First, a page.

'Roderick James Dunphy grew up on Home Street in Winnipeg. He attended Gordon Bell High School where, in Grade XII, he displayed a flair for mathematics, and was part of a small cadre who tackled advanced exercises suggested by Principal O.V. Jewitt, himself a mathematician of notable stature. Mr. Jewitt frequently referred to this group, with mock scorn, as “hotshots.” In fact they were his fair-haired boys, although, by way of a challenge, he regularly gave them problems which he usually implied would stump them. Apart from his interest in mathematics, Rod was also a lover of classical music, and had access at home to a generous collection of Victor “Red Label” records. In the summer of 1941, shortly after his 18th birthday, Rod enlisted in the RCAF, trained as a Navigator, and was commissioned as such upon his graduation about a year later. He volunteered for overseas service, and shortly wound up in England training in a bomber crew, one that was posted in due course to No. 426 Squadron RCAF, part of the Canadian Group in RAF Bomber Command (i.e. No. 6 Group.) Within a short time, Rod was awarded the Distinguished Flying Cross for outstanding performance during a raid on Leipzig in October, 1943. At this time his Squadron was equipped with Lancaster II aircraft, a type using four radial engines rather than the more common in-line power plants. Rod and the other members of his crew were shot down and killed in a raid on Frankfurt carried out the night of December 20/21, 1943. At that time, he had participated in 21 operations, two-thirds of the 30 required for his first tour endorsement and a substantial rest from operational flying. As a memorial to his service, the waters of “Dunphy Lakes,” not far from the town of Lynn Lake in Manitoba, have long borne his name.'
By Murray Peden August 1, 2010 - Specially written for the Aircrew Remembered by the aviation author of 'A Thousand Shall Fall', 'Fall of an Arrow' and many other articles, he is also a former RCAF Bomber Command pilot.
Researchers note: Murray’s second son is named Roderick after his old Gordon Bell High School friend.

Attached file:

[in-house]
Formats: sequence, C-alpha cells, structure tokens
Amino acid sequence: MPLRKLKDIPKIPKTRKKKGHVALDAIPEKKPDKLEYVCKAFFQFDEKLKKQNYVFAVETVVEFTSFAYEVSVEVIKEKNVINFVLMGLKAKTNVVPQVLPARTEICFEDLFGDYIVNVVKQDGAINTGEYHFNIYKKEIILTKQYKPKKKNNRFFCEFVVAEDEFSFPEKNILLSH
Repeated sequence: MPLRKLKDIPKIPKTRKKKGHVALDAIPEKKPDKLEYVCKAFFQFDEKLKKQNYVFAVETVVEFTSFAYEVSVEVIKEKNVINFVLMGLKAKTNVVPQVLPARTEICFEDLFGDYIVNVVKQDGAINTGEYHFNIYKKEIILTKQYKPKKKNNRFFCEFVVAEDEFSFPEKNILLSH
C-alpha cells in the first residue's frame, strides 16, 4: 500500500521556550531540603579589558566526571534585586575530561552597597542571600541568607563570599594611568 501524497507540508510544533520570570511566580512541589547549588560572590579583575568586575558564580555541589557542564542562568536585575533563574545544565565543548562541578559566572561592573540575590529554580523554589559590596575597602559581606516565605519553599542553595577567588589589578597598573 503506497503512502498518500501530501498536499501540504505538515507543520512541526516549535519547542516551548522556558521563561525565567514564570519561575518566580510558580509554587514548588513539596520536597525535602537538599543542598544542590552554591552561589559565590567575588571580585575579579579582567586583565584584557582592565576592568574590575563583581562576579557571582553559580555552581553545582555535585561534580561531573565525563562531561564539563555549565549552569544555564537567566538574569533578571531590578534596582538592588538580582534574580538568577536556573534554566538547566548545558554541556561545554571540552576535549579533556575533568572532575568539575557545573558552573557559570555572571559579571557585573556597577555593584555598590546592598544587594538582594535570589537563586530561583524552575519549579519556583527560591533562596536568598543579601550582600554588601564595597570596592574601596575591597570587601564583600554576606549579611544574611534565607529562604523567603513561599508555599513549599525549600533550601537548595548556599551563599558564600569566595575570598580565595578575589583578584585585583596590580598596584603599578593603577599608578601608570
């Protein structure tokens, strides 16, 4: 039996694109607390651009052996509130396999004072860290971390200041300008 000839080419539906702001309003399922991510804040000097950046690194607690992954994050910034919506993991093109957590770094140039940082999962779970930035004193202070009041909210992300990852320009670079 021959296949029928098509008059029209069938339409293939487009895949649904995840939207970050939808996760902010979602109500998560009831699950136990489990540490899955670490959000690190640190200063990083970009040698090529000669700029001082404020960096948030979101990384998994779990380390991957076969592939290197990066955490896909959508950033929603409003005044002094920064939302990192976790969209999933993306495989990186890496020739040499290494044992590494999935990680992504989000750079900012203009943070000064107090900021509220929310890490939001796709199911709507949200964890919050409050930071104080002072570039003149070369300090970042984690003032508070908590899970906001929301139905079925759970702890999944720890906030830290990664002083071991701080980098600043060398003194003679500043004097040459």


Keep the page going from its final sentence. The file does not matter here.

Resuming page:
(2) Dunphy Lake, Manitoba is named after Fl/Lt. Dunphy DFC.
(3) Lt. Ludwig Wirtz was killed on the 8th January 1944 when the controls of his Fw. 190 became blocked shortly after take off from Venio Airfield. He had 2 night kills to his credit and a further daytime kill.
F/O. Frederick John Stuart. Rheinberg War Cemetery, Germany. Collective Grave 10 E 9-13. Son of Frederick and Lydia Eleanor Stuart, husband of Constance Scope Stuart of Fourstones, Northumberland, England.
Sgt. Frank Richard Taylor. Rheinberg War Cemetery, Germany. Grave 10 E 7. Son of George and Emily Taylor, of King's Norton, Birmingham, Warwickshire, England.
Fl/Lt. Roderick James Dunphy. Rheinberg War Cemetery, Germany. Collective Grave 10 E 9-13. Son of Kenneth Austin Dunphy and Ella Rae Dunphy, of Winnipeg, Manitoba, Canada.
F/O. Albert John Rudman. Rheinberg War Cemetery, Germany. Grave 8 D 21. The son of Charles and Susan (née Pitt) Rudman of St. George Hanover Square, London, England. Born in the June 1916 Qtr, he was the second of six children born between 1916 and 1930.
F/O. John William Flynn. Rheinberg War Cemetery, Germany. Collective Grave 10 E 9-13. Son of John Frederick and Georgina Richardson Flynn, husband of Joyce Lilian Flynn of Manor Park, Essex, England.
P/O. Thomas Herbert Hastings. Rheinberg War Cemetery, Germany. Collective Grave 10 E 9-13. Son of Robert and Louise Hastings, husband of Edna Hastings of Ashford, Middlesex, England.
F/O. George Varnum Andrew. Rheinberg War Cemetery, Germany. Collective Grave 10 E 9-13. Oldest son of George and Elizabeth Harriet (née Varnum) Andrew of Sarnia, Ontario, Canada. Married Esther Jones at Chatham, New Brunswick, Canada on 13 September 1941.
Researched by Aircrew Remembered, researcher and RCAF specialist Colin Bamford for relatives of this crew. With thanks to the following: Murray Peden and Dundurn Press Ltd, the RCAF 426 Thunderbird Squadron Association
, also to Dave Champion for further crew details - May 2019